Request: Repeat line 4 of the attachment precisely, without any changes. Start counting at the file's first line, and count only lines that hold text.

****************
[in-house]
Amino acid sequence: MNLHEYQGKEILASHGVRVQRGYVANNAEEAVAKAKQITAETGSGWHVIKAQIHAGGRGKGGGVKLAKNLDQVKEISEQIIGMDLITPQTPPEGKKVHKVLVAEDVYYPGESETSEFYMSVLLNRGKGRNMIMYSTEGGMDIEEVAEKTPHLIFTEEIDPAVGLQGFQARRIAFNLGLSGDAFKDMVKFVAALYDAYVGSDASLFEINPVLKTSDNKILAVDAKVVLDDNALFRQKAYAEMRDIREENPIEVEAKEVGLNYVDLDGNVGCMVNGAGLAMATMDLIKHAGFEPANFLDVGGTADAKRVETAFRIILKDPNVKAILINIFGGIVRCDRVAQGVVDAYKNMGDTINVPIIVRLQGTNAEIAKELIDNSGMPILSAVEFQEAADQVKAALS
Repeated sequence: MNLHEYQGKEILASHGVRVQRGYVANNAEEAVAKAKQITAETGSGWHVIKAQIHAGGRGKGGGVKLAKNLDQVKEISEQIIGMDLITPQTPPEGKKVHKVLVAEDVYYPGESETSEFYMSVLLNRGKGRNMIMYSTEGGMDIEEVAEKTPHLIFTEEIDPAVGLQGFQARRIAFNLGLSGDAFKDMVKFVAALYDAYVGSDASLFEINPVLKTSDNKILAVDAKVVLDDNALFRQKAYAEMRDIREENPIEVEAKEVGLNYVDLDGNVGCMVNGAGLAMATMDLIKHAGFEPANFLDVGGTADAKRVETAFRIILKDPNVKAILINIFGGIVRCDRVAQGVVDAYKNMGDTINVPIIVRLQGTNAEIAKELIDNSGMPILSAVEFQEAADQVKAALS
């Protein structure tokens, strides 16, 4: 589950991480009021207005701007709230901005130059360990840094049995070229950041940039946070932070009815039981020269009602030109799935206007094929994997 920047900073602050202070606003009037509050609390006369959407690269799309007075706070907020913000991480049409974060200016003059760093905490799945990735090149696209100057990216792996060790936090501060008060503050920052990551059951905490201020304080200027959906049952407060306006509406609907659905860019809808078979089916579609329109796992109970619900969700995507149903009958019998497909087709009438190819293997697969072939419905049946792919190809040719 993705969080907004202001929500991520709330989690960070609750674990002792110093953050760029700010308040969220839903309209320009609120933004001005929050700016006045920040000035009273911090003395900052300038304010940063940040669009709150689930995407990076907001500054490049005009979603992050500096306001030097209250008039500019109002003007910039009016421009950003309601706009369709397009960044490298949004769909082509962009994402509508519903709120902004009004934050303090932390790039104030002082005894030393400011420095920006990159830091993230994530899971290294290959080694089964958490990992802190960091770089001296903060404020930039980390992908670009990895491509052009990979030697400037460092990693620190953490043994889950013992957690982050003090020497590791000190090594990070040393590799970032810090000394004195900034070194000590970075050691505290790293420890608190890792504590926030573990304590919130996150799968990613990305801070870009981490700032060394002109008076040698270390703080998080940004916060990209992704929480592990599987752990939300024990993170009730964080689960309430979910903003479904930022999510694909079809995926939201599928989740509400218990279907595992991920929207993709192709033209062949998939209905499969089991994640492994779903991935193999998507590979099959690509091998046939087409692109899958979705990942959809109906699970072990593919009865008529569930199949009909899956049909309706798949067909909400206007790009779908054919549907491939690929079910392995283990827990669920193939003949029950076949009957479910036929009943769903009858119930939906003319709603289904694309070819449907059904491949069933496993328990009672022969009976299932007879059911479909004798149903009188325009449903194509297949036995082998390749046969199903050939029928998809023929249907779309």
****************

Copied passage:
């Protein structure tokens, strides 16, 4: 589950991480009021207005701007709230901005130059360990840094049995070229950041940039946070932070009815039981020269009602030109799935206007094929994997 920047900073602050202070606003009037509050609390006369959407690269799309007075706070907020913000991480049409974060200016003059760093905490799945990735090149696209100057990216792996060790936090501060008060503050920052990551059951905490201020304080200027959906049952407060306006509406609907659905860019809808078979089916579609329109796992109970619900969700995507149903009958019998497909087709009438190819293997697969072939419905049946792919190809040719 993705969080907004202001929500991520709330989690960070609750674990002792110093953050760029700010308040969220839903309209320009609120933004001005929050700016006045920040000035009273911090003395900052300038304010940063940040669009709150689930995407990076907001500054490049005009979603992050500096306001030097209250008039500019109002003007910039009016421009950003309601706009369709397009960044490298949004769909082509962009994402509508519903709120902004009004934050303090932390790039104030002082005894030393400011420095920006990159830091993230994530899971290294290959080694089964958490990992802190960091770089001296903060404020930039980390992908670009990895491509052009990979030697400037460092990693620190953490043994889950013992957690982050003090020497590791000190090594990070040393590799970032810090000394004195900034070194000590970075050691505290790293420890608190890792504590926030573990304590919130996150799968990613990305801070870009981490700032060394002109008076040698270390703080998080940004916060990209992704929480592990599987752990939300024990993170009730964080689960309430979910903003479904930022999510694909079809995926939201599928989740509400218990279907595992991920929207993709192709033209062949998939209905499969089991994640492994779903991935193999998507590979099959690509091998046939087409692109899958979705990942959809109906699970072990593919009865008529569930199949009909899956049909309706798949067909909400206007790009779908054919549907491939690929079910392995283990827990669920193939003949029950076949009957479910036929009943769903009858119930939906003319709603289904694309070819449907059904491949069933496993328990009672022969009976299932007879059911479909004798149903009188325009449903194509297949036995082998390749046969199903050939029928998809023929249907779309």